It was launched with much fanfare as the most desirable £ 3,500 ‘supplement’ for anyone buying a Rolls-Royce limousine.
The glow-in-the-dark version of Spirit of Ecstasy has been shining proudly for four years, elegantly lighting the way forward.
But now the Flying Lady will have its lights unceremoniously dimmed after breaking the updated EU car safety rules – which are still in effect as Brexit negotiations continue.
The luminous figure has been banned by the European Union, whose latest directives now mean that luminous hood ornaments are now illegal.
Rolls-Royce’s £ 3,500 Glow-in-the-Dark Spirit of Ecstasy option (pictured) no longer meets EU safety regulations
It is believed to be part of a much larger crackdown on “light pollution”.
Rolls-Royce has confirmed it should take the action figures offline but will offer customers a full refund and a replacement mascot.
An angry driver said: ‘I paid £ 3,500 for this option, and it is out like a light bulb. “
Another said: “It is a tragedy – more spirit of madness than spirit of ecstasy. “
The Goodwood, Sussex-based luxury automaker owned by German auto giant BMW has quietly taken the option off the sale, though a quick online search reveals it still appears on the site Company web with “price on request”.
Following complaints from existing Rolls-Royce owners, the Daily Mail contacted Rolls-Royce who confirmed that it was responding to a change in European regulations and was in the process of informing its customers of the actions it was taking. is required to take and compensation. packages that she sets up.
The glow-in-the-dark “Flying Lady” was optional on all models, including the top-of-the-line Phantom, the previous-generation Ghost, the sporty Wraith models, the Dawn convertible and the Cullinan off-roader.
The eighth generation Phantom launched in 2017 costs from £ 350,000, although most buyers customize their vehicles pushing its final price closer to £ 500,000.
The Goodwood, Sussex-based luxury automaker (pictured) but owned by German auto giant BMW, has quietly removed the option from the sale, though a quick online search reveals it still appears on the company website with “price on request”
A Rolls-Royce Phantom which currently still has its illuminated Flying Lady intact and shining brightly is currently on sale with leading independent luxury and supercar dealer Tom Hartley, who said: “It could become a collector’s item.”
The illuminated Spirit of Ecstasy first appeared on the Rolls-Royce 103EX autonomous electric experimental model prototype unveiled in 2016. Shortly after, it was offered as a paid option on mainstream models.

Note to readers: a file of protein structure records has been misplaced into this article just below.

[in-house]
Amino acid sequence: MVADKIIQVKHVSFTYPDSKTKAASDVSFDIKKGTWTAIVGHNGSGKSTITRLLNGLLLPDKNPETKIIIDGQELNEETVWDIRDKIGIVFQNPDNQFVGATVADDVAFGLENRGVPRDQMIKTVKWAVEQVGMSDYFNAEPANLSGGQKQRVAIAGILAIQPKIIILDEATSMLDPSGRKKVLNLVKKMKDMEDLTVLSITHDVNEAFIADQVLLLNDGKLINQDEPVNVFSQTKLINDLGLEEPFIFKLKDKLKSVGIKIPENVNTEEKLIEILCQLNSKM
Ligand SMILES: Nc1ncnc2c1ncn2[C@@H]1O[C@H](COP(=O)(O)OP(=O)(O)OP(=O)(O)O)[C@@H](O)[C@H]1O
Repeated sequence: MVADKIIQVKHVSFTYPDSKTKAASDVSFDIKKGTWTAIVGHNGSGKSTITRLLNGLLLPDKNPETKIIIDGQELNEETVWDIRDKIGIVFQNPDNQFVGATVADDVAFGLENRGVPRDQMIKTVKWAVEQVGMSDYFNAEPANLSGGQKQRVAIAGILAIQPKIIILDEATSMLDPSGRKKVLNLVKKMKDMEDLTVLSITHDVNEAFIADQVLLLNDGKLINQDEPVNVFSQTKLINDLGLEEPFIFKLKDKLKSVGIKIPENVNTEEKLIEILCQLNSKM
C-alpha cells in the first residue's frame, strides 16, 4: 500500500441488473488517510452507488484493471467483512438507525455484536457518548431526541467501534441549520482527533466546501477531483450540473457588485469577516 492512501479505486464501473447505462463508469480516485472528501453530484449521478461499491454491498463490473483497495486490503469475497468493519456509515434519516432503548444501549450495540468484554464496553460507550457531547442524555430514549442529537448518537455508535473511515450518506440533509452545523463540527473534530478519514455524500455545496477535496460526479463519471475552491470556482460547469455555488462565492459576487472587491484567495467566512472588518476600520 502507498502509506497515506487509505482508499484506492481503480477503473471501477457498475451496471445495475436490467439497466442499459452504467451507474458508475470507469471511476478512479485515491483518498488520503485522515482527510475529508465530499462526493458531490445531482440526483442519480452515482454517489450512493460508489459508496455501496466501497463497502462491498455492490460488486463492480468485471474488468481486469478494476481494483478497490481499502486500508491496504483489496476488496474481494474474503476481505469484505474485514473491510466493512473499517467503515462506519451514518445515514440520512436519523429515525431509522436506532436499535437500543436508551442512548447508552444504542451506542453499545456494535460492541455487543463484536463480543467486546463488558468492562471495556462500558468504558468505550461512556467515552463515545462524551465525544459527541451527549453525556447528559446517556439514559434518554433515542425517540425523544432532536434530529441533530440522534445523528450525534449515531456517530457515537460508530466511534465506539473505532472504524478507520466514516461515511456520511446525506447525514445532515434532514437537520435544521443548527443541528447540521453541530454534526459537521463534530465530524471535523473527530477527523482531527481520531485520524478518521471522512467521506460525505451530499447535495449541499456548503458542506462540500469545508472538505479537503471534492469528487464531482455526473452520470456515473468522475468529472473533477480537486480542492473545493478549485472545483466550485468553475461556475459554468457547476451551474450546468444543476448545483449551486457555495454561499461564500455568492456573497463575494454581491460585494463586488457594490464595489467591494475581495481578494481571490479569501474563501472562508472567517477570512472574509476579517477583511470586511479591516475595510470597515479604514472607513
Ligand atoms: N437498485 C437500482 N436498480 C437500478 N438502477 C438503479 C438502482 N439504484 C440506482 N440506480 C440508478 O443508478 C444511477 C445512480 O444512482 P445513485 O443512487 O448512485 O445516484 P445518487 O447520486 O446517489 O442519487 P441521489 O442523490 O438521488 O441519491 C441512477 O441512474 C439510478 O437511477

The Rolls-Royce website notes: “With a modern frosted effect, the Illuminated Spirit of Ecstasy creates a striking impression, casting a crown of light.
Contacted by the Daily Mail, Rolls-Royce confirmed that the ‘very popular and much loved’ illuminated Spirit of Ecstasy had been withdrawn as a customer option in early 2019 due to a change in Union regulations European Commission on car lighting, which is said to be part of a much broader crackdown on “light pollution”.
The glow-in-the-dark ‘Flying Lady’ was optional on all models, including the top-of-the-line Phantom (pictured), the previous-generation Ghost, the sporty Wraith models, the Dawn convertible and the larger Cullinan off
He was “a little saddened” to do so, but felt he had a “moral obligation” to comply with the European directive.
A Rolls-Royce spokesperson said: “In February 2019 we sent our dealers a newsletter saying we are removing the option of an unlit Spirit of Ecstasy. It was no longer to be sold to customers. He got off the options list.
Regarding disconnecting the Illuminated Spirit of Ecstasy on existing cars that already have it, the spokesperson said: “Unfortunately, we are telling our customers that we will be required by law to disconnect their Spirit of Ecstasy.
The spokesperson added: “We are in the process of developing a package. We will write to offer a full refund, a replacement for Silver Plated Spirit of Ecstasy, or whatever option we list.
“We felt it as our moral obligation. We sold this option in very good faith. We are obliged to retract it now without any fault on our part.
The EU directive which condemned the Illuminated Flying Lady is Regulation 48 – “UNECR48 – comprising 242 pages full of technical specifications and drawings under the less than vivid title:” Uniform provisions relating to the homologation of vehicles in concerning the installation of lighting and lighting signaling devices. ‘
The Department for Transport, which oversees the UK Vehicle Certification Agency (VCA), also confirmed: “Illuminated hood ornaments are not allowed through the entire EU vehicle type approval process.”